I was talking with a friend about a new scientific discovery when she replied:
"But the ancient already knew that. Old civilizations knew things that science is just starting to prove now".
It's not uncommon to see people who believe that the wisdom of old civilizations are somehow superior to our current knowledge or at least that they knew things we didn't.
No they didn't know shit.
Science is the most fantastic discover of humanity. Yet, most people don't know how it works.
What set science apart from other forms knowledge is that science is not about what you know. It's about how you know what you know.
Suppose that an old civilization had the idea that the universe is expanding because it's the breath of the old God. Science now knows that in fact the universe is expanding.
At first glance it would seem that this civilization had a profound understanding of how the universe works. This implies that we should be careful to not dismiss those ancient beliefs about the universe.
What if I told you that the same civilization believed that the earth was sustained by a giant turtle? You would find this ridiculous, right? Well. If they really had a profound understand of the laws of the universe they would know that.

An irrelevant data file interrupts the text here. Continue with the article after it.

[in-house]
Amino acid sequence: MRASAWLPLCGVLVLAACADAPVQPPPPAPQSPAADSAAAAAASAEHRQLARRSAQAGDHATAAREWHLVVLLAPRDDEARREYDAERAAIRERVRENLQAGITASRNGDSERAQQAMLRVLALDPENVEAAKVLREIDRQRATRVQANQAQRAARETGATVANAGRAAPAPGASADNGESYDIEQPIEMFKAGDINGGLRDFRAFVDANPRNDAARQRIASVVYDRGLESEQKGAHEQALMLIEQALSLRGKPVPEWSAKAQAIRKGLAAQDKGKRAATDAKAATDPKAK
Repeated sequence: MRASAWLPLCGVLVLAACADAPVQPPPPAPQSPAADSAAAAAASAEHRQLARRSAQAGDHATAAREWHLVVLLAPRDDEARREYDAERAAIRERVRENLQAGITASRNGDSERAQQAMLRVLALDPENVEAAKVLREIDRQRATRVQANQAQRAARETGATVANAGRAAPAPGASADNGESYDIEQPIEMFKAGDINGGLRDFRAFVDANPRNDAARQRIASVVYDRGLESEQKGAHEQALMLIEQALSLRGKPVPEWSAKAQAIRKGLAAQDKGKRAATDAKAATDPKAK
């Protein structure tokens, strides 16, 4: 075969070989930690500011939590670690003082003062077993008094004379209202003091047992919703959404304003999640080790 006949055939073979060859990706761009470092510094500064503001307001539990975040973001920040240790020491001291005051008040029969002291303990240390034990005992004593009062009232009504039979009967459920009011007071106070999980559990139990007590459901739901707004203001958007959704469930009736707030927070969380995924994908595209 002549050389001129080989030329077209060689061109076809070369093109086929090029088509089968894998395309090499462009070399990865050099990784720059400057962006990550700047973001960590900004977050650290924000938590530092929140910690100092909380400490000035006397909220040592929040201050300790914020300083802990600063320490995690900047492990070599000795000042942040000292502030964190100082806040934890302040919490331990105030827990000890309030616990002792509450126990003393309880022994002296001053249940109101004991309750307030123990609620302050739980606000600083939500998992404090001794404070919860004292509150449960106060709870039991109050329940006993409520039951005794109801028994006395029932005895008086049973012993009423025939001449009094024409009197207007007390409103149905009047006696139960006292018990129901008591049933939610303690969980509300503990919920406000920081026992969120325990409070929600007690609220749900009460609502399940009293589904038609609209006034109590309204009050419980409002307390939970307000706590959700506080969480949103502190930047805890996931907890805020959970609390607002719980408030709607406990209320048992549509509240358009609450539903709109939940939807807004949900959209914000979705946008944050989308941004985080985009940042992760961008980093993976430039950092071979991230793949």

Science shows that the universe is expanding because we have evidence of that. We can prove that it's in fact expanding. Our fictional civilization didn't have any proof, any real knowledge. They just got lucky.
You can be right by being lucky. Those same ancient civilizations got somethings right but a lot of things really wrong. For most of mankind history we actually didn't have a clue about how the universe really works.
The way you come to a conclusion is more important than the conclusion itself.
This is why not all knowledge has the same value. Science is a way to be less wrong a little bit at a time. It's the only path for truth mankind has at it's disposal.